So, I googled “environmentally friendly bee removal,” and I found one in Phoenix. The owner Dan, came out and assessed the situation. He took thermal imaging to locate the precise location of the hive. He was confident they could remove it, repair the shed, and prevent future bees from returning with some preventative measures. As a bonus, we would keep any honey the hive started making. The price he quoted was fair, and I was embarrassed to learn it cost less than what we had paid to exterminate the first hive in March. Dan assured me that the hive was stable and working, so their behavior would not likely change or become erratic. For a week, we lived in harmony.

hive4Relocating the hive was not a quick or immediate process. While our first hive was exterminated within minutes, this hive was safely relocated to a hive box in about 3 hours without using any harmful chemicals. Dan repaired the floor, installed preventative measures, and collected the honeycomb. Dan has since shared with me that the hive has settled in well at their apiary off a road called Happy Valley, an appropriate new street for our hive of approximately 6,000 buzzing bees. Bee Lover was thrilled; Mama Bear, humbled, and frankly, feeling like a prize fool.

Teachable Moments

Because we chose to save our second hive, our family had the joy of experiencing the following:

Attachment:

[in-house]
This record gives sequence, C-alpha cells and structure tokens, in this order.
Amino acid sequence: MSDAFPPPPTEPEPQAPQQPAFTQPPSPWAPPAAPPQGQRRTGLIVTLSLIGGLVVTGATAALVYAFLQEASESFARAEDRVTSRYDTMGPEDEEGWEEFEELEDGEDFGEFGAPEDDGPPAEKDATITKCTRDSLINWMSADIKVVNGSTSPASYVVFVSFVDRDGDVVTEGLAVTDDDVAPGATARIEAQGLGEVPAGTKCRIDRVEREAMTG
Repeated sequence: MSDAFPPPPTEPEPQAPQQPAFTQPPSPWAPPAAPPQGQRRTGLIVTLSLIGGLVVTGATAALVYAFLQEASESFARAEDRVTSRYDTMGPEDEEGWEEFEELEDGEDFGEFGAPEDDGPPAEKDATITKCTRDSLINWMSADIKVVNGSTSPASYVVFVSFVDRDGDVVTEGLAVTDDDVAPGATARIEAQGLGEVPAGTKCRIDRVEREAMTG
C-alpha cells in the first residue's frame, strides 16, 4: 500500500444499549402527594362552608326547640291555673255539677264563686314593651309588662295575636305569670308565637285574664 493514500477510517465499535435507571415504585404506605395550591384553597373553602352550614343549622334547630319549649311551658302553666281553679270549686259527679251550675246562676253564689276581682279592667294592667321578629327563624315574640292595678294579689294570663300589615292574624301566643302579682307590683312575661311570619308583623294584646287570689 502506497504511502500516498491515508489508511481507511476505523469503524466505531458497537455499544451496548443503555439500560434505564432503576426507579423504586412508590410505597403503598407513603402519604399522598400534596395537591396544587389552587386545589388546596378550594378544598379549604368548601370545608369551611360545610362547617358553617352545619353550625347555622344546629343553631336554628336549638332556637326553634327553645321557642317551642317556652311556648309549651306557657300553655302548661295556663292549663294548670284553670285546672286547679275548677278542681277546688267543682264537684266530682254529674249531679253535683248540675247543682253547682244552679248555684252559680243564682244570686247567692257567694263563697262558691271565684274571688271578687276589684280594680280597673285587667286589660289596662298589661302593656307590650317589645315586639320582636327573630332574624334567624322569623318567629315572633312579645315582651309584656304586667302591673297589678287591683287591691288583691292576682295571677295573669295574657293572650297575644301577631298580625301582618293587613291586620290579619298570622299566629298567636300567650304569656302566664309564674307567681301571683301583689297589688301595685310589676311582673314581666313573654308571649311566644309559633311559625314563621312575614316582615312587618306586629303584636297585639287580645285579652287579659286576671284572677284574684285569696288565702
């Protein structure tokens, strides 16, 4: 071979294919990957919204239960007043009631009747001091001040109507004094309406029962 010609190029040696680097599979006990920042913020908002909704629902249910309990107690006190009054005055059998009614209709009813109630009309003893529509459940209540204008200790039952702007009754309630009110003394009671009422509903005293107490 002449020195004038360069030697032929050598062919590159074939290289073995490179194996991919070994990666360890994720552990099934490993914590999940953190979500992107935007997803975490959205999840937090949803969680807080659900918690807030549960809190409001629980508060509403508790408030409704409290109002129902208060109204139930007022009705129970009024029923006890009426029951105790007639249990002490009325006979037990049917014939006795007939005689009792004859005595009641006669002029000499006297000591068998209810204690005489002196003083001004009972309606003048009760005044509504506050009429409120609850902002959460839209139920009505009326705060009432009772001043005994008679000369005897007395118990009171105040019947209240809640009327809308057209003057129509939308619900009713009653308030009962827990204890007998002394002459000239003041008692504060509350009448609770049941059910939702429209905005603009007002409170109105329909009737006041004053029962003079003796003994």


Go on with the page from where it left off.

• Seeing bees work on building the honeycomb and making honey
  • Watching my sons’ faces light up in amazement when they saw the honeycomb and asked if they could taste it
  • Teaching my sons’ the lifecycle of the bees’ creation from honeycomb to jar
  • Extracting our honey using the crush method and eating every last glorious, golden drop

In retrospect, the first hive could have easily been extracted. It was contained in a box. No structures had to be tampered with. You may be thinking but what if they were Africanized bees? Spoiler alert – nearly all bees in Arizona are Africanized, and they produce honey as well. I realize I’m not an expert in the field, but if Dan can remove a hive out of a statue or a wall, and he successfully has, I would bet my 12 ounces of backyard honey he could have saved this one.

I can’t undo my decision to exterminate the first hive, but I can learn from my mistake. The first hive taught me to seek all solutions and find the best way. And the second hive? Bee Lover to the World … You’ll be rewarded in so many ways when you do.

About the Writer: Nicole lives in Phoenix with her husband, two boys, and cat. She’s an avid supporter of being Green, and believes changing behaviors starts with small steps leading to big impacts.